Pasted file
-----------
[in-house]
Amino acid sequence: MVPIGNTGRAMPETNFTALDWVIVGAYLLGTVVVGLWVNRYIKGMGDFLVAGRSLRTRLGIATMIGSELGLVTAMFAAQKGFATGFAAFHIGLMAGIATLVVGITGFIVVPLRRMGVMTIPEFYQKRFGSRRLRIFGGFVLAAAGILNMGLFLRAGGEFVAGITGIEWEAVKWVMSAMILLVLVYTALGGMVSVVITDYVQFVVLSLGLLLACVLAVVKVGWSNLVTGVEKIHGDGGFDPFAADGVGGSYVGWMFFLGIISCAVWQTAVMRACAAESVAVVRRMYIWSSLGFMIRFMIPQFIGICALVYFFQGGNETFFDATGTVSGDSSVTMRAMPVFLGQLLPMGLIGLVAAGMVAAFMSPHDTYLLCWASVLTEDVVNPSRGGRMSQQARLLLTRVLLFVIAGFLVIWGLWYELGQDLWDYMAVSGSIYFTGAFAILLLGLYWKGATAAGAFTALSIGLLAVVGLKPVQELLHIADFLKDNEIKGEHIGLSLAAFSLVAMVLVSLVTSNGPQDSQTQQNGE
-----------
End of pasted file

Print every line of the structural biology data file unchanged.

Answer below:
[in-house]
Amino acid sequence: MVPIGNTGRAMPETNFTALDWVIVGAYLLGTVVVGLWVNRYIKGMGDFLVAGRSLRTRLGIATMIGSELGLVTAMFAAQKGFATGFAAFHIGLMAGIATLVVGITGFIVVPLRRMGVMTIPEFYQKRFGSRRLRIFGGFVLAAAGILNMGLFLRAGGEFVAGITGIEWEAVKWVMSAMILLVLVYTALGGMVSVVITDYVQFVVLSLGLLLACVLAVVKVGWSNLVTGVEKIHGDGGFDPFAADGVGGSYVGWMFFLGIISCAVWQTAVMRACAAESVAVVRRMYIWSSLGFMIRFMIPQFIGICALVYFFQGGNETFFDATGTVSGDSSVTMRAMPVFLGQLLPMGLIGLVAAGMVAAFMSPHDTYLLCWASVLTEDVVNPSRGGRMSQQARLLLTRVLLFVIAGFLVIWGLWYELGQDLWDYMAVSGSIYFTGAFAILLLGLYWKGATAAGAFTALSIGLLAVVGLKPVQELLHIADFLKDNEIKGEHIGLSLAAFSLVAMVLVSLVTSNGPQDSQTQQNGE